Posted by: Nar Williams | August 13, 2008

3D Facial Animation: Still Kinda Creepy

Although 3D facial animation software has come a long way since Polar Express, the technology is still a few years away from convincibly replacing real actors (the final middle finger to SAG?), due mainly to the lack of “life” in the eyes. As the video demo from Pendulum Studio’s Alter Ego division shows, the skin and expressions look great, but there is something zombie creepy about those dead-to-the-world eyes.

Watch carefully and you’ll see the eyes never move or show any expression themselves. This was my biggest beef with Beowulf, which would have been such a better movie if it had starred the real Anthony Hopkins and Robin Wright instead of their CG avatars.

The demo below is still quite impressive. At this rate, we may see a day when 3D actors dominate the cineplex.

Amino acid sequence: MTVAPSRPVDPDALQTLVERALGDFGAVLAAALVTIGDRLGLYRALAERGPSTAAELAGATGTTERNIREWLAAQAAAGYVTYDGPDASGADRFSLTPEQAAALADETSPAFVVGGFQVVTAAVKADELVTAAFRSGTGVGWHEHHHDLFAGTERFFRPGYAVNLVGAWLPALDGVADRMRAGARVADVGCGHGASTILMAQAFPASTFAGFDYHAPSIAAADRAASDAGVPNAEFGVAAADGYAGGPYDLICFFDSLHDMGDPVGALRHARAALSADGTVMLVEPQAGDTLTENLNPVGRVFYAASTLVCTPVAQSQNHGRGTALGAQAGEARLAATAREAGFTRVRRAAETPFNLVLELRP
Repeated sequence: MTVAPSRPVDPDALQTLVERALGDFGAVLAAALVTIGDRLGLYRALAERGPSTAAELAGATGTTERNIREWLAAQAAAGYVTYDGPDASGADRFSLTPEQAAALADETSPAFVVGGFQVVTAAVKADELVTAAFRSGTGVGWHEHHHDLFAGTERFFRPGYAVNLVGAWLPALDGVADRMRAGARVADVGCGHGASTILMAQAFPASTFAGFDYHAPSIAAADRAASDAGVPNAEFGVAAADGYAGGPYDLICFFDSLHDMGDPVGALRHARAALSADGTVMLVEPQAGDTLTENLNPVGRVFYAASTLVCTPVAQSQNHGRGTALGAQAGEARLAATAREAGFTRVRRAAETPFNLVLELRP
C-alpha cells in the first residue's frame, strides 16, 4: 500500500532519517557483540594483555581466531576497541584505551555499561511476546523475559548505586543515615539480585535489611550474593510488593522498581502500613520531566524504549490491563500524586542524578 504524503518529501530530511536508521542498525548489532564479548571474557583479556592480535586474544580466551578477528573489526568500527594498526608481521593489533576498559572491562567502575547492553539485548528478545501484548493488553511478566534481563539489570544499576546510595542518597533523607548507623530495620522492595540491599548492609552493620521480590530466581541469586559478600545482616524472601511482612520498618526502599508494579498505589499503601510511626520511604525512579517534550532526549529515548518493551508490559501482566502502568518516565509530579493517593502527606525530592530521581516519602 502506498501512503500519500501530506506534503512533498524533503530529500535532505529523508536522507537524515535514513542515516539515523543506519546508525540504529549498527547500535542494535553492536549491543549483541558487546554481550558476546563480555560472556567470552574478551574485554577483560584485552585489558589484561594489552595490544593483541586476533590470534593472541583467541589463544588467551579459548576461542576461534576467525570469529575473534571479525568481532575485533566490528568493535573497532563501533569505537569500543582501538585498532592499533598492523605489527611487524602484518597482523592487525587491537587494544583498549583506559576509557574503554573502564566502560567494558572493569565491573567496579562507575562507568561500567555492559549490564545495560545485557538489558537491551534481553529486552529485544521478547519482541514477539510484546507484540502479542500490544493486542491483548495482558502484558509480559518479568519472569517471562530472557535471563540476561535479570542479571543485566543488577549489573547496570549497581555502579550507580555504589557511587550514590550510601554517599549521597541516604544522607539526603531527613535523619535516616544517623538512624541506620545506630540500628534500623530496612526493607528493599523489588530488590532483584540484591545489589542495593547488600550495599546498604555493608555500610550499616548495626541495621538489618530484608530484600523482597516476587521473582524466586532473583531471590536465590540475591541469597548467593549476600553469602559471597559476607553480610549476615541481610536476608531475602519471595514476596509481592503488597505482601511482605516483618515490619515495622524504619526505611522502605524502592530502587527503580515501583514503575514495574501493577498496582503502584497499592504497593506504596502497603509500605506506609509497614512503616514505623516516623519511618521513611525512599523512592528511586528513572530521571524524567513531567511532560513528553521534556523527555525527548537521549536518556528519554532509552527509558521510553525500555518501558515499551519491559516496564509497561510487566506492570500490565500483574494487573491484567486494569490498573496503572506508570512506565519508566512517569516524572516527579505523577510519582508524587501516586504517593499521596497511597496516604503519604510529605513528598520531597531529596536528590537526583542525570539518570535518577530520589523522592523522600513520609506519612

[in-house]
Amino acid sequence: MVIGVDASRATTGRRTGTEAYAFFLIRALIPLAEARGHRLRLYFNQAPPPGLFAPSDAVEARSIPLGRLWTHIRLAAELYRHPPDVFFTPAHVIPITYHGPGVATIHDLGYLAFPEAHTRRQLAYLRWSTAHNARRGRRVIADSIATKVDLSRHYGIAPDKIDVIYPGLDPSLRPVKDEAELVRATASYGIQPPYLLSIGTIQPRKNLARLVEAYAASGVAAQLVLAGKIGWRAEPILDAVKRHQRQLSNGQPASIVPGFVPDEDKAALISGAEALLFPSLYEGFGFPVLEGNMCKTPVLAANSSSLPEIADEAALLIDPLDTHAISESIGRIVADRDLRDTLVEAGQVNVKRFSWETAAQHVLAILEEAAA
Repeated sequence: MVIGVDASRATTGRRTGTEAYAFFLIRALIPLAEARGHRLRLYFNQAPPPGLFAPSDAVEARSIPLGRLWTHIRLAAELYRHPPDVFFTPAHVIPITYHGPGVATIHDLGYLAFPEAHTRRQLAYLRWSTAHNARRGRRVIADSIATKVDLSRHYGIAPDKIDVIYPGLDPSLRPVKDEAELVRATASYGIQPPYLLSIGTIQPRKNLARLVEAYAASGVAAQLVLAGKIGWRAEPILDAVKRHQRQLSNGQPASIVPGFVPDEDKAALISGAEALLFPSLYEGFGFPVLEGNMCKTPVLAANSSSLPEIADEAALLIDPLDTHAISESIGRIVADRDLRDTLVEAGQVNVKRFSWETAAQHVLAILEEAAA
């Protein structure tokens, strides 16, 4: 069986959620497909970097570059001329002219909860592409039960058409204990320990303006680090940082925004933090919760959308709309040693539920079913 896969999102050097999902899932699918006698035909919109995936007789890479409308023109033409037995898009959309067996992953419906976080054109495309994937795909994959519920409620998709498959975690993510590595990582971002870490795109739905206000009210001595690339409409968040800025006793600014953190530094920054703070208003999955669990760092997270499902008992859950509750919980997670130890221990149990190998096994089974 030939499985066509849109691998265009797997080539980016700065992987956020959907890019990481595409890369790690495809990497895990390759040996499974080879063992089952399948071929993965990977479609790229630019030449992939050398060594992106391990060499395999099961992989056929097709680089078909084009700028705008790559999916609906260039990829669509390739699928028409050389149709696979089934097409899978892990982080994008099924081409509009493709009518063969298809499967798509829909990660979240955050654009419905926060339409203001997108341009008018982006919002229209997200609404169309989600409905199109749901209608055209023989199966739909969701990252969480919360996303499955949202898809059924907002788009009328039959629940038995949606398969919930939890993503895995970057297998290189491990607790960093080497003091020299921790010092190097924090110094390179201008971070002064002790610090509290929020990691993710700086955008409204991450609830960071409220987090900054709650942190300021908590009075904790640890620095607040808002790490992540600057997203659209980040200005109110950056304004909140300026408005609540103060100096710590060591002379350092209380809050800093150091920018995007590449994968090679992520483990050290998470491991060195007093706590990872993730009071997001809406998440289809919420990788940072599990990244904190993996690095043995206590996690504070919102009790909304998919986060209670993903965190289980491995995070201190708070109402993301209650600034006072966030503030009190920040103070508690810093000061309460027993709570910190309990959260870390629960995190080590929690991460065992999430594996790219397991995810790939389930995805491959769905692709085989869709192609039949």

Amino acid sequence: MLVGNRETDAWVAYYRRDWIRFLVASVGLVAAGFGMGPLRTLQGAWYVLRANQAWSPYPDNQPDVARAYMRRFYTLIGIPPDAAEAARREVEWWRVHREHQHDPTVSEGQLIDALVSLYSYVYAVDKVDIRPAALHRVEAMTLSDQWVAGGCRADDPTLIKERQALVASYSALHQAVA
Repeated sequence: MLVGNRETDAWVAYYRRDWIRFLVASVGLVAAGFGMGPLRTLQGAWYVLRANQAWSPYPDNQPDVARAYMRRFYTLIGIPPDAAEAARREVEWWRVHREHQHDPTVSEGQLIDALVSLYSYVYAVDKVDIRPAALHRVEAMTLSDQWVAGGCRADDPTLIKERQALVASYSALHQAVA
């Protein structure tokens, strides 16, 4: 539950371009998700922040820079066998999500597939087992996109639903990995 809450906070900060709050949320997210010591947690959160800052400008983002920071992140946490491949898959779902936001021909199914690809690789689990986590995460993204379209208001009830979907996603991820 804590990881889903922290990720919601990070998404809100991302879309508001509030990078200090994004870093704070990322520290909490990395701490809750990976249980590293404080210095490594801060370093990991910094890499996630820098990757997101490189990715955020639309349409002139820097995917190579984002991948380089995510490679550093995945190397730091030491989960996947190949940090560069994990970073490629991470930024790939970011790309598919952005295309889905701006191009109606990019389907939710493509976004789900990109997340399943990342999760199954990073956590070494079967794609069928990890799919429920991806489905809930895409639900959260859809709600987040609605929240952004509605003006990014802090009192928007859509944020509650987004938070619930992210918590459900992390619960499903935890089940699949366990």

Responses

  1. Welcome to the “Uncanny Valley”.

    Where the artificial form is very realistic, but just a bit off to make the needle jump to level 10+ on the creepy meter.

    It’s not confied to 3D imagery, but those Japanese “Actroids” that came out little while back. Very impressive technologically, but will make the hair on the back of your neck stand up if you were standing next to one face to face.

  2. Looks like Wikipedia already has a page on it.

  3. Very cool link, eksith — looks like I am indeed in the Uncanny Valley… Maybe WETA knows the way out?

  4. Wow… It’s interesting that they went to Keanu Reeves for acting coaching. Look at the subtle nuances in the dead eyes… The slight bob between moments… It’s very lifelike… almost TOO lifelike…

    In the future, robots will kick our asses while saying things like, “Whoah!” and “I know kungfu…”

  5. […] 3D Facial Animation: Still Kinda Creepy […]

  6. […] Last week I wrote about the latest in 3D facial animation and how I thought it still had a long way to go to eliminate the creep factor. Well, apparently, “long way” = “one week” these days. As commentor eksith pointed out, I was experiencing the uncanny valley, a hypothesis that when robots, CGI animation, and other facsimiles of humans look and act almost like actual humans, it causes a response of revulsion among human observers. […]


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